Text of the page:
FIG. 4 is a circuit diagram illustrating one embodiment of an infrared front end circuit according to the present invention. FIG. 4 shows the basic structure of the present transimpedance front end having a base of transistor 210 coupled to a collector of transistor 212, an emitter of transistor 210 coupled to a base of transistor 212. In this embodiment, the cathode of photodiode 200 is returned to a high side regulated supply called VREG. Reference voltage VREF is also returned to VREG since it provides an amplifier AC reference for a transimpedance amplifier formed by transistors 210 and 212 that amplifies the signal received at circuit node 201 and outputs an amplified received signal at DOUT. In this embodiment of the present invention, photodiode 200 modulates a current at circuit node 201 coupled to the base of transistor 212 such that the amplified received signal is obtained from the collector of transistor 212.
It will be readily appreciated by one of ordinary skill in the art that both the photodiode and reference voltage may be returned to the low side supply voltage VSS and it may be advantageous to construct the circuit this way in some applications. FIGS. 5 and 6 illustrate embodiments of circuits that are referenced to VSS.
In FIG. 4, the voltage reference VREF sets a voltage of at least 2 Vbe (e.g. twice the base-emitter voltage threshold) below VREG for correct biasing of transistors 210 and 212, which form a transimpedance amplifier with both good high frequency response and good noise performance.
The impedance at circuit node 201 coupled to the anode of photodiode 200 is determined by the emitter impedance of transistor 210 divided by the feed back gain provided by transistor 212 and resistor 216. The feedback voltage gain is determined by the transconductance of transistor 212 controlled by its collector current and the value of resistor 216. A well know simplification of this calculation is that the voltage gain of transistor 212 between its base and its collector load is the ratio of the voltage drop across resistor 216 to VT, the thermal voltage of transistor 212, which is typically 26 mV at room temperature.
In one example of an implementation for a circuit intended to be powered from a 2.7 V or more power supply, to allow adequate headroom, the voltage across resistor 216 is set to 0.78 volts, which sets the feedback voltage gain to thirty (30). The emitter impedance of transistor 210 is VT divided by the emitter current. Assuming that the photodiode capacitance is 26 pF and that the 3 dB response corner needs to be at least 3 MHz to give good response at 1.5 MHz, then the input RC time constant needs to be less than 53 nS, meaning that the input impedance needs to be less than 2 K ohm. Consequently, the emitter current for transistor 210 needs to be at least (0.026/2000)/30=433 nA. Some of the emitter bias current for transistor 210 may be obtained from the current into the base of transistor 212. If, in this example, the resistance of resistor 216 is set to 25 K ohm, then the collector current of transistor 212 will be approximately 31 uA resulting in a base current for transistor 212 of about 300 nA.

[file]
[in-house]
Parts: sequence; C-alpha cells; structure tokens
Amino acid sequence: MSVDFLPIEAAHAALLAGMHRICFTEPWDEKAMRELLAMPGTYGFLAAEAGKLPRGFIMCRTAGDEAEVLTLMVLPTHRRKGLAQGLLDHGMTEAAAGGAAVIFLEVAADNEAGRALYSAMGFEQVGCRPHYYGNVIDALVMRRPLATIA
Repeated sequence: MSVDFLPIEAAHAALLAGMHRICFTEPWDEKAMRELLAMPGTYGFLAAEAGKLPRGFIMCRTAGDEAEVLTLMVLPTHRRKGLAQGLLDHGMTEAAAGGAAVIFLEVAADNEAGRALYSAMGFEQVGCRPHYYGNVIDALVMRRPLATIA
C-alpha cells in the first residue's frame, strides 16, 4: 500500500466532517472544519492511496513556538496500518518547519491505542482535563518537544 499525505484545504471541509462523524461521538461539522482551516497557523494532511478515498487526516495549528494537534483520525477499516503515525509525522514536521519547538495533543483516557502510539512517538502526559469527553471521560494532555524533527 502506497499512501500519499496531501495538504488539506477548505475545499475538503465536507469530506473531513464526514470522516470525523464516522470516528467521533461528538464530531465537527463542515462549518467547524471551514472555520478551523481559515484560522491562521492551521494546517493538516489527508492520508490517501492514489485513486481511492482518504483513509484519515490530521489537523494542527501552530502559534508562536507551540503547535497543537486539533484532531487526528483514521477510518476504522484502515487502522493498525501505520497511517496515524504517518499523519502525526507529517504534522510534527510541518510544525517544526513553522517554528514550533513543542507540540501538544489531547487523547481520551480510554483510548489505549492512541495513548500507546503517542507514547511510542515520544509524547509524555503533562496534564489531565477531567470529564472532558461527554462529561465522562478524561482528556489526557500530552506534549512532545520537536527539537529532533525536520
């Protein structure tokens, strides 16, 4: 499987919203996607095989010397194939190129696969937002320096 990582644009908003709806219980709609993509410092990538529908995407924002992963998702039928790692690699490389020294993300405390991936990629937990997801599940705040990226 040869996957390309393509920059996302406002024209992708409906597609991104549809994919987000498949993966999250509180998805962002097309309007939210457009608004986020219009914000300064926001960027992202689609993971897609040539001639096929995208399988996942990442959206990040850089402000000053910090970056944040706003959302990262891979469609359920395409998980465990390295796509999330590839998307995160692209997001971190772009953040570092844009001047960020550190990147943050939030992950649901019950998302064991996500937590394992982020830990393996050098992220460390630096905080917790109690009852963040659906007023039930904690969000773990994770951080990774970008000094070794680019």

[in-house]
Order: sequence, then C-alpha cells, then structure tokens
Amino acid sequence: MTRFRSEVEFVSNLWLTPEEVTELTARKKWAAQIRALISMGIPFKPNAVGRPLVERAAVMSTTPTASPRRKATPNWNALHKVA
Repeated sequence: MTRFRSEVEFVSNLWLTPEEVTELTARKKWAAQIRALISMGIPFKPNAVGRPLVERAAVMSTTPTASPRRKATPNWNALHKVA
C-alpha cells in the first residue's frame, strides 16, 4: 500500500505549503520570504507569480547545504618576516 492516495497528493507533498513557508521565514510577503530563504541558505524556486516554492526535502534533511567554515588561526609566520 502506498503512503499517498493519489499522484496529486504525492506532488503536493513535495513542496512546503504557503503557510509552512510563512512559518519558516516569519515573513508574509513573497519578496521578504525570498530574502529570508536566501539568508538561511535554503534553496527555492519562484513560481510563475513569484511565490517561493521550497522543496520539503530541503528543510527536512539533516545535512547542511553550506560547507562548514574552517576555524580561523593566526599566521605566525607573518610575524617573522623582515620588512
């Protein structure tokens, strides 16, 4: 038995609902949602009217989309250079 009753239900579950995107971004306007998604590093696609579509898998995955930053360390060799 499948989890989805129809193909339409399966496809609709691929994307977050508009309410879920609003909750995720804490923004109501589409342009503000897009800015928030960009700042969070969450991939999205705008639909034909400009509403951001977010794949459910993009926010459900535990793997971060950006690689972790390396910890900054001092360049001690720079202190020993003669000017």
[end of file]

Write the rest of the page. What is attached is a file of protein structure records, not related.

The transimpedance gain of this circuit at output node DOUT is equal to the emitter resistance of transistor 210 without the effects of feedback. This value is 0.026 mV/433 nA or 60 K ohm. The signal currents passing through the emitter of transistor 210 cause emitter to base impedance signal voltage swings. However, these voltage swings are referred to the base of transistor 210 since the feedback from the amplifier formed by transistor 212 and resistor 216 hold the emitter of transistor 210 at the fixed base voltage of transistor 212.